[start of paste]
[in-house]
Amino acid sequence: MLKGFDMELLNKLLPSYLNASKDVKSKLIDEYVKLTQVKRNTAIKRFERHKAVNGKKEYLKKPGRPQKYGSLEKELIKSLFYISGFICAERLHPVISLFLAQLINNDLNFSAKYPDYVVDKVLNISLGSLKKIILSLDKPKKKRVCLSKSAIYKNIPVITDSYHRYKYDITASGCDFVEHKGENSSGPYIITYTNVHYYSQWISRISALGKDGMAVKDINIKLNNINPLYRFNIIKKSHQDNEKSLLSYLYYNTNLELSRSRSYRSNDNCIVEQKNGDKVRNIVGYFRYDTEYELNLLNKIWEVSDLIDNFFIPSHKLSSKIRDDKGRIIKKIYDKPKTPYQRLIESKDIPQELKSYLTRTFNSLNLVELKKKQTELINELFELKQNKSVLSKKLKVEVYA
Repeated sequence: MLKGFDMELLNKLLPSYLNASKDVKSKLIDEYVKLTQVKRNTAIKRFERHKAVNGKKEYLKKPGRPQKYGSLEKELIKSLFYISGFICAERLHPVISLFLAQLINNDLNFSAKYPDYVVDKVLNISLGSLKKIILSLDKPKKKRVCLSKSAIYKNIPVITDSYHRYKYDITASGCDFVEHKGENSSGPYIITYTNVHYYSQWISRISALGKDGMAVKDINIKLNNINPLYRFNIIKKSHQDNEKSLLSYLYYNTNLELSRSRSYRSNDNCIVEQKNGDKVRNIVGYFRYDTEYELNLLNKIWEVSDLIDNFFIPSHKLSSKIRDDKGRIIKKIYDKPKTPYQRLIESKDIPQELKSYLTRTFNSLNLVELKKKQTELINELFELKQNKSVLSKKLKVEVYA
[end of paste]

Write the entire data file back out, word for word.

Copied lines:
[in-house]
Amino acid sequence: MLKGFDMELLNKLLPSYLNASKDVKSKLIDEYVKLTQVKRNTAIKRFERHKAVNGKKEYLKKPGRPQKYGSLEKELIKSLFYISGFICAERLHPVISLFLAQLINNDLNFSAKYPDYVVDKVLNISLGSLKKIILSLDKPKKKRVCLSKSAIYKNIPVITDSYHRYKYDITASGCDFVEHKGENSSGPYIITYTNVHYYSQWISRISALGKDGMAVKDINIKLNNINPLYRFNIIKKSHQDNEKSLLSYLYYNTNLELSRSRSYRSNDNCIVEQKNGDKVRNIVGYFRYDTEYELNLLNKIWEVSDLIDNFFIPSHKLSSKIRDDKGRIIKKIYDKPKTPYQRLIESKDIPQELKSYLTRTFNSLNLVELKKKQTELINELFELKQNKSVLSKKLKVEVYA
Repeated sequence: MLKGFDMELLNKLLPSYLNASKDVKSKLIDEYVKLTQVKRNTAIKRFERHKAVNGKKEYLKKPGRPQKYGSLEKELIKSLFYISGFICAERLHPVISLFLAQLINNDLNFSAKYPDYVVDKVLNISLGSLKKIILSLDKPKKKRVCLSKSAIYKNIPVITDSYHRYKYDITASGCDFVEHKGENSSGPYIITYTNVHYYSQWISRISALGKDGMAVKDINIKLNNINPLYRFNIIKKSHQDNEKSLLSYLYYNTNLELSRSRSYRSNDNCIVEQKNGDKVRNIVGYFRYDTEYELNLLNKIWEVSDLIDNFFIPSHKLSSKIRDDKGRIIKKIYDKPKTPYQRLIESKDIPQELKSYLTRTFNSLNLVELKKKQTELINELFELKQNKSVLSKKLKVEVYA